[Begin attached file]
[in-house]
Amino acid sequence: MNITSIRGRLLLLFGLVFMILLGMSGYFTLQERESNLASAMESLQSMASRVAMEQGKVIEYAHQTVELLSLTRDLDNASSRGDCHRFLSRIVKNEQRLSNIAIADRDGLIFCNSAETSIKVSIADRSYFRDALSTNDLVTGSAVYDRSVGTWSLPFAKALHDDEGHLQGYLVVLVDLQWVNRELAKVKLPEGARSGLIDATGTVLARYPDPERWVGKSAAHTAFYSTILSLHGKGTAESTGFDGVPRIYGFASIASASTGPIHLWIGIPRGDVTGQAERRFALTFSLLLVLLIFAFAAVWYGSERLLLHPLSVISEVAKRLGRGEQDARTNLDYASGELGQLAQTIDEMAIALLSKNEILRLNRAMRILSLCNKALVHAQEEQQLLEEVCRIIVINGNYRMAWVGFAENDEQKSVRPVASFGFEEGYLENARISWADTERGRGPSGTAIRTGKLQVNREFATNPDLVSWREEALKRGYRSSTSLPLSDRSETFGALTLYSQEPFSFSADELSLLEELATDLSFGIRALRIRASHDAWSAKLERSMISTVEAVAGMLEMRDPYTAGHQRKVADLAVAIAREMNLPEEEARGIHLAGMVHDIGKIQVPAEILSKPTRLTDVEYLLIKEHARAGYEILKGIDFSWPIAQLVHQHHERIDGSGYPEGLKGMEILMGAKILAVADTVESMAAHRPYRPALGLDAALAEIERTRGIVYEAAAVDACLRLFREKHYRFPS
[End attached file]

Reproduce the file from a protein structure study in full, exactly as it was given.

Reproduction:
[in-house]
Amino acid sequence: MNITSIRGRLLLLFGLVFMILLGMSGYFTLQERESNLASAMESLQSMASRVAMEQGKVIEYAHQTVELLSLTRDLDNASSRGDCHRFLSRIVKNEQRLSNIAIADRDGLIFCNSAETSIKVSIADRSYFRDALSTNDLVTGSAVYDRSVGTWSLPFAKALHDDEGHLQGYLVVLVDLQWVNRELAKVKLPEGARSGLIDATGTVLARYPDPERWVGKSAAHTAFYSTILSLHGKGTAESTGFDGVPRIYGFASIASASTGPIHLWIGIPRGDVTGQAERRFALTFSLLLVLLIFAFAAVWYGSERLLLHPLSVISEVAKRLGRGEQDARTNLDYASGELGQLAQTIDEMAIALLSKNEILRLNRAMRILSLCNKALVHAQEEQQLLEEVCRIIVINGNYRMAWVGFAENDEQKSVRPVASFGFEEGYLENARISWADTERGRGPSGTAIRTGKLQVNREFATNPDLVSWREEALKRGYRSSTSLPLSDRSETFGALTLYSQEPFSFSADELSLLEELATDLSFGIRALRIRASHDAWSAKLERSMISTVEAVAGMLEMRDPYTAGHQRKVADLAVAIAREMNLPEEEARGIHLAGMVHDIGKIQVPAEILSKPTRLTDVEYLLIKEHARAGYEILKGIDFSWPIAQLVHQHHERIDGSGYPEGLKGMEILMGAKILAVADTVESMAAHRPYRPALGLDAALAEIERTRGIVYEAAAVDACLRLFREKHYRFPS